China’s fall Golden Week is upon us, a time when Chinese citizens celebrate the founding of the People’s Republic of China through traveling and—what else?—a lot of shopping.
That holiday shopping should be a key focus of retailers’ China marketing strategies, argues a new report on “The Chinese Golden Weeks In Fast Growth Cities” by WPP with contributions by BrandZ and several other consultancies. By examining the purchasing attitudes and behaviors of consumers in China’s fastest growing cities during both the fall and spring Golden Weeks, the report aims to shed light on the most effective practices brands can take when marketing during the run-up to these important Chinese holiday seasons. Look below for five of the major tips provided by the report on what brands can do to optimize their Golden Week profit potential.
Look to the fastest growing cities. According to the study, brands focusing only on first-tier cities are missing out on the action, as the second- and third-tier cities are the places where incomes are rapidly rising and many consumers are looking to “upgrade” many items they own as both their spending power and purchase sophistication quickly grow.
Prepare early and perpetually. The report finds that a substantial number of shoppers begin preparing for holiday shopping either a month or more in advance. The chart below shows the results of a survey that finds a full third of shoppers in second- and third-tier cities start planning their Labor Day shopping a month in advance, while 10 percent begin planning earlier than that. In addition, because Golden Weeks happen more than once a year, when one holiday ends, brands should already be strategizing for the next.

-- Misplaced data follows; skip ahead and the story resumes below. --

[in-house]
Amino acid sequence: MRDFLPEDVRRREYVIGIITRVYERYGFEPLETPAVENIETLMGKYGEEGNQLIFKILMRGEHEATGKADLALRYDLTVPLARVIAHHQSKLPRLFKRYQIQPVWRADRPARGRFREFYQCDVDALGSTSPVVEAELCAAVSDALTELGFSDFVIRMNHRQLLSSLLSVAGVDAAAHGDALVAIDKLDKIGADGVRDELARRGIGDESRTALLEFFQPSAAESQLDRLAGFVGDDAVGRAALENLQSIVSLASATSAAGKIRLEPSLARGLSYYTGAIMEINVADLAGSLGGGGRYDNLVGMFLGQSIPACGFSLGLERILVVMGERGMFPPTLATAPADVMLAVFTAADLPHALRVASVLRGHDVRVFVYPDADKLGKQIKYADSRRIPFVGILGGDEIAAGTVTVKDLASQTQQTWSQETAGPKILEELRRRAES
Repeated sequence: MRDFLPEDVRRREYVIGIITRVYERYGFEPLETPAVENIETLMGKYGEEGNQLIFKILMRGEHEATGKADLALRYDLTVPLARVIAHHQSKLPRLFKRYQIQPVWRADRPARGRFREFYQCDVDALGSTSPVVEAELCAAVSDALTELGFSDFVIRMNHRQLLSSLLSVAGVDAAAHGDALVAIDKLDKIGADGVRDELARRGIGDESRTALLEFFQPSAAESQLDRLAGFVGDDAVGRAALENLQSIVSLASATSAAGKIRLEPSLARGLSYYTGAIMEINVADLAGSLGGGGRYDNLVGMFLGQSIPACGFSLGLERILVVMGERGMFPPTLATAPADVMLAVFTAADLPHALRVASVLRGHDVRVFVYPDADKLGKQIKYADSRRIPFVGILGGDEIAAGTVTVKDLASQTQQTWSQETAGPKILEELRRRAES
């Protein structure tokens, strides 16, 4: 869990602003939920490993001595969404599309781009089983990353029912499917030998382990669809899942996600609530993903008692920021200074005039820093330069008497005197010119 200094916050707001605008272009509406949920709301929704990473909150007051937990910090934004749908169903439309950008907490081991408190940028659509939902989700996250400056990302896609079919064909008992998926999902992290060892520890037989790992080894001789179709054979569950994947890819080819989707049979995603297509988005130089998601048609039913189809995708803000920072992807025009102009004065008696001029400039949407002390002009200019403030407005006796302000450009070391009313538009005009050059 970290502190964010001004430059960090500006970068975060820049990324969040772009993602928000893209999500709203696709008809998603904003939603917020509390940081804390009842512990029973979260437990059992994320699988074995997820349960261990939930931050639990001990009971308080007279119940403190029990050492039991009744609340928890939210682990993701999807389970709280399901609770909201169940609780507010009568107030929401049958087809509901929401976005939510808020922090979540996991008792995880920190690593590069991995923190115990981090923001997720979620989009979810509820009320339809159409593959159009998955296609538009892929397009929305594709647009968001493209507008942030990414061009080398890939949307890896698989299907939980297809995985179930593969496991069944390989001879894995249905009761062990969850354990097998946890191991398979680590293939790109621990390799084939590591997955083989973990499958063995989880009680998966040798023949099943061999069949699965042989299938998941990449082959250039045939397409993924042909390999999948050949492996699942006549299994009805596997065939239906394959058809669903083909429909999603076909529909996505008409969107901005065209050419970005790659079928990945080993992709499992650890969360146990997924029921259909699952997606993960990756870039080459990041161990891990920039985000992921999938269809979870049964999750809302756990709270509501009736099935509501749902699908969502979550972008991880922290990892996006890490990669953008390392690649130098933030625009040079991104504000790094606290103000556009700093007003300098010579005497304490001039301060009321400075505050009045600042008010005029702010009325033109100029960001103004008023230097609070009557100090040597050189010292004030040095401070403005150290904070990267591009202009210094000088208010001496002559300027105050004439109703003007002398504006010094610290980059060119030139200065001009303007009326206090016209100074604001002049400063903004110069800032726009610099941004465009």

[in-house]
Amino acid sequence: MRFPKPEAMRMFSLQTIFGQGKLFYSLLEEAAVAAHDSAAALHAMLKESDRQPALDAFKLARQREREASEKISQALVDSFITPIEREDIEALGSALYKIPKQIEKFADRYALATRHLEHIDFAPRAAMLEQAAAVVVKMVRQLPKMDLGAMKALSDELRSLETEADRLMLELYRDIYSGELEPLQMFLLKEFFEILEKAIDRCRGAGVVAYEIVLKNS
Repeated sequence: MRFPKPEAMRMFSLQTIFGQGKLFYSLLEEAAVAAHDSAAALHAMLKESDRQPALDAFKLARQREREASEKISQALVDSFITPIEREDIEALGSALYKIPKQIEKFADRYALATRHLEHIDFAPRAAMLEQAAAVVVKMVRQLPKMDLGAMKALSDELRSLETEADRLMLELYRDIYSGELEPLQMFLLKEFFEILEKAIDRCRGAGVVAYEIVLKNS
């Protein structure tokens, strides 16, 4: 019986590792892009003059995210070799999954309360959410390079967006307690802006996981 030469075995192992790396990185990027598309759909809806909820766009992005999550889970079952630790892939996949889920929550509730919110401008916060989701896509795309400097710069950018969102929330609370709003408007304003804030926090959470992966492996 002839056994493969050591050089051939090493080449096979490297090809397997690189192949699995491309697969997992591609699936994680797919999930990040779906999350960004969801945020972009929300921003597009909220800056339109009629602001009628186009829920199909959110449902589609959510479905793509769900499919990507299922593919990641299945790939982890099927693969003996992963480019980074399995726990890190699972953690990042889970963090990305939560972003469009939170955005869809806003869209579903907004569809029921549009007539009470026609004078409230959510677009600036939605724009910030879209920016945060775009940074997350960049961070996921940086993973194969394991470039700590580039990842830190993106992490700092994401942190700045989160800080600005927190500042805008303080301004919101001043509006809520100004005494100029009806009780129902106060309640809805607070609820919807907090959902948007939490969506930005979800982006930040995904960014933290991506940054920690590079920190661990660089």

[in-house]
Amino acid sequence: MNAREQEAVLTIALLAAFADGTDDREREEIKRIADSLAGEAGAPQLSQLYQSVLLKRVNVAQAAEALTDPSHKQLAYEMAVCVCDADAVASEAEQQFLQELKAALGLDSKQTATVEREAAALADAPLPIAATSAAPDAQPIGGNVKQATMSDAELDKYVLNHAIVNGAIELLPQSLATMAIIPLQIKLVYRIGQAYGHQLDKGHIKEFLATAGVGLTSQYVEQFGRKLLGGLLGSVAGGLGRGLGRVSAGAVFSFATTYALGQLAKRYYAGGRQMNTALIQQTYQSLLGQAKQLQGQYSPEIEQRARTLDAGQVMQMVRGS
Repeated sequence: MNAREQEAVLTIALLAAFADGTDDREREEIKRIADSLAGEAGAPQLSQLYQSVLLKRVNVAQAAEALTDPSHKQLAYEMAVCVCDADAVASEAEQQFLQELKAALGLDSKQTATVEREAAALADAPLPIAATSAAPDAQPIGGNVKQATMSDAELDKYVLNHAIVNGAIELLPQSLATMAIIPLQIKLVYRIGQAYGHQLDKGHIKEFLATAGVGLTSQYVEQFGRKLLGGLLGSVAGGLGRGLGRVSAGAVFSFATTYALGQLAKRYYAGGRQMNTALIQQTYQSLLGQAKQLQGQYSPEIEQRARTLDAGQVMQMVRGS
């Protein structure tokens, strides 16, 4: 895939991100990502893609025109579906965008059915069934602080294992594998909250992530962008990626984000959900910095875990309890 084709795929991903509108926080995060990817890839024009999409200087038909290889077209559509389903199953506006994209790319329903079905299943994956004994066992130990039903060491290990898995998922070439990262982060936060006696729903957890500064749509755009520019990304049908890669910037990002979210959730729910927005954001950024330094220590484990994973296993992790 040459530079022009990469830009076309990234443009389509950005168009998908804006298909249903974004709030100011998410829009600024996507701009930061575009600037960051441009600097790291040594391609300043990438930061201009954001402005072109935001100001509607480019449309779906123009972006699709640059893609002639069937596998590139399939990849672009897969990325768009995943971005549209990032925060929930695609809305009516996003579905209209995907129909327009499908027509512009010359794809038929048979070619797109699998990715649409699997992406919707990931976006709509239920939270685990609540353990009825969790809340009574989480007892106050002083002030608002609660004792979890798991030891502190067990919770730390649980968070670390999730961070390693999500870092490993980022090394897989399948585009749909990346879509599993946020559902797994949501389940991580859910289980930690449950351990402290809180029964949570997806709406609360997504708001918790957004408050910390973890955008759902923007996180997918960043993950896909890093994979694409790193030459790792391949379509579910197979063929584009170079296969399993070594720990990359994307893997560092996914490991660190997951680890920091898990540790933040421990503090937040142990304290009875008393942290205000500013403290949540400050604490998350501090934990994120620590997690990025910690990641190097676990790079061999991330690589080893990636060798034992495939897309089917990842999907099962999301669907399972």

Make your message resonate. Because Golden Week is such a major shopping time, every marketer is trying to get in on the action, meaning consumers are bombarded with advertising. “There’s a lot of noise around Golden Weeks,” says the report, “and just being louder doesn’t cut it.” Brands should be visible in both traditional media as well as online and on microblogs in order to make sure consumers have “encountered the brand message many times” before the shopping week arrives.
Use in-store promotions wisely. Once customers begin their shopping, they are “bombarded in the stores by a cacophony of messages from sales people representing different products and promoters marching the aisles and loudly advocating for their brands.” As a result, brands need to be sure that their in-store promotions “cleverly continue the brand story communicated during the run-up to the Golden Weeks” in order to make sure customers don’t tune them out with the rest of the noise.
Don’t forget the free gift. “The free gifts added when a deal is closed may seem trivial,” argues the report, but “they are not trivial to the recipients. They’re important cultural and emotional expressions of respect that signal to shoppers that their patronage is valued.”
If it’s not already clear, one thing that brands should not do, argues the study, is steer clear of Golden Week. Referring to the holiday as a “shopping festival” for Chinese consumers, it states, “Ignoring the Golden Weeks opportunity is equivalent to skipping the December holiday season.”